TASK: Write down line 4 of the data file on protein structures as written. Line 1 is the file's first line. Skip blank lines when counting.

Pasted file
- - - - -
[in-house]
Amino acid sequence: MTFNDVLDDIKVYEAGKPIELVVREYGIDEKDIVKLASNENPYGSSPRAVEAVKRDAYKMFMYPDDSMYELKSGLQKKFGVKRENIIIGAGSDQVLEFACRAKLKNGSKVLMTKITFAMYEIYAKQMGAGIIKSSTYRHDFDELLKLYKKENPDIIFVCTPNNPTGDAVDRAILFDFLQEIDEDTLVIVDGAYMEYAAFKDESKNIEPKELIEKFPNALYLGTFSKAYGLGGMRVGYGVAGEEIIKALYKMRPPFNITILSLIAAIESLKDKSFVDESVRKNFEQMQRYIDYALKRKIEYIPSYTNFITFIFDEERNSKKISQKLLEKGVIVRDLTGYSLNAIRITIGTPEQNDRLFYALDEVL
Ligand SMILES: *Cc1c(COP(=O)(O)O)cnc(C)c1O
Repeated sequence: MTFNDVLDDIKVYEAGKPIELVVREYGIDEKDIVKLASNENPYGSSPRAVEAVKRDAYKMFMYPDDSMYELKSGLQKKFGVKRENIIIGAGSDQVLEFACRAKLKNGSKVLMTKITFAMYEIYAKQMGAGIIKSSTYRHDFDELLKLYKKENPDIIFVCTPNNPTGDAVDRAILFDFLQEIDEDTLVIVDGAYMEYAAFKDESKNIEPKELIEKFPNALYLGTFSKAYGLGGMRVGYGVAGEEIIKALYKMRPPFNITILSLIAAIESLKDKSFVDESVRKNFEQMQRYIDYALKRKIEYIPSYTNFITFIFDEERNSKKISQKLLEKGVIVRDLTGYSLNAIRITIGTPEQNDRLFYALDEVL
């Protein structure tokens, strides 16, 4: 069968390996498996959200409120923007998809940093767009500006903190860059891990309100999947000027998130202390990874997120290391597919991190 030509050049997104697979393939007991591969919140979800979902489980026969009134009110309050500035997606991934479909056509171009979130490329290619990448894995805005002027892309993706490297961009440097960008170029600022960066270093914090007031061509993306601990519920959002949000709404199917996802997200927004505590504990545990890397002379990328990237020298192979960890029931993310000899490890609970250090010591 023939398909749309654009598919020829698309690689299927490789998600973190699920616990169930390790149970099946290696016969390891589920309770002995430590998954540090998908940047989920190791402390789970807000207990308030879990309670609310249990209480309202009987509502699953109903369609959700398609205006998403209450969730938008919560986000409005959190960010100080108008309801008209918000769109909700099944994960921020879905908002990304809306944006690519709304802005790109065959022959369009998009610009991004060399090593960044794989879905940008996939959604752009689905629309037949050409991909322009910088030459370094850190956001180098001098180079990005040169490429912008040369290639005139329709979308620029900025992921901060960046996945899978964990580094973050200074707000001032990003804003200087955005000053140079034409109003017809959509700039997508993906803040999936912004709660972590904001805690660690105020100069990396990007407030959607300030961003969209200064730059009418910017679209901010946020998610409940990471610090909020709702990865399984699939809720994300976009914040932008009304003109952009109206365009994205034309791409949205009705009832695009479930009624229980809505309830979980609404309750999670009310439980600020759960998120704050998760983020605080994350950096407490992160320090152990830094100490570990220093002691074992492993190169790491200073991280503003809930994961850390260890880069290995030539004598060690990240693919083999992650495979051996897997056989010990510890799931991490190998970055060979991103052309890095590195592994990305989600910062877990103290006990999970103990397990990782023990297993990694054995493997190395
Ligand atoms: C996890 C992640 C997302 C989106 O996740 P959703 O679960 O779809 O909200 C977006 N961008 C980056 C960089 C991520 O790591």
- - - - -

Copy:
Repeated sequence: MTFNDVLDDIKVYEAGKPIELVVREYGIDEKDIVKLASNENPYGSSPRAVEAVKRDAYKMFMYPDDSMYELKSGLQKKFGVKRENIIIGAGSDQVLEFACRAKLKNGSKVLMTKITFAMYEIYAKQMGAGIIKSSTYRHDFDELLKLYKKENPDIIFVCTPNNPTGDAVDRAILFDFLQEIDEDTLVIVDGAYMEYAAFKDESKNIEPKELIEKFPNALYLGTFSKAYGLGGMRVGYGVAGEEIIKALYKMRPPFNITILSLIAAIESLKDKSFVDESVRKNFEQMQRYIDYALKRKIEYIPSYTNFITFIFDEERNSKKISQKLLEKGVIVRDLTGYSLNAIRITIGTPEQNDRLFYALDEVL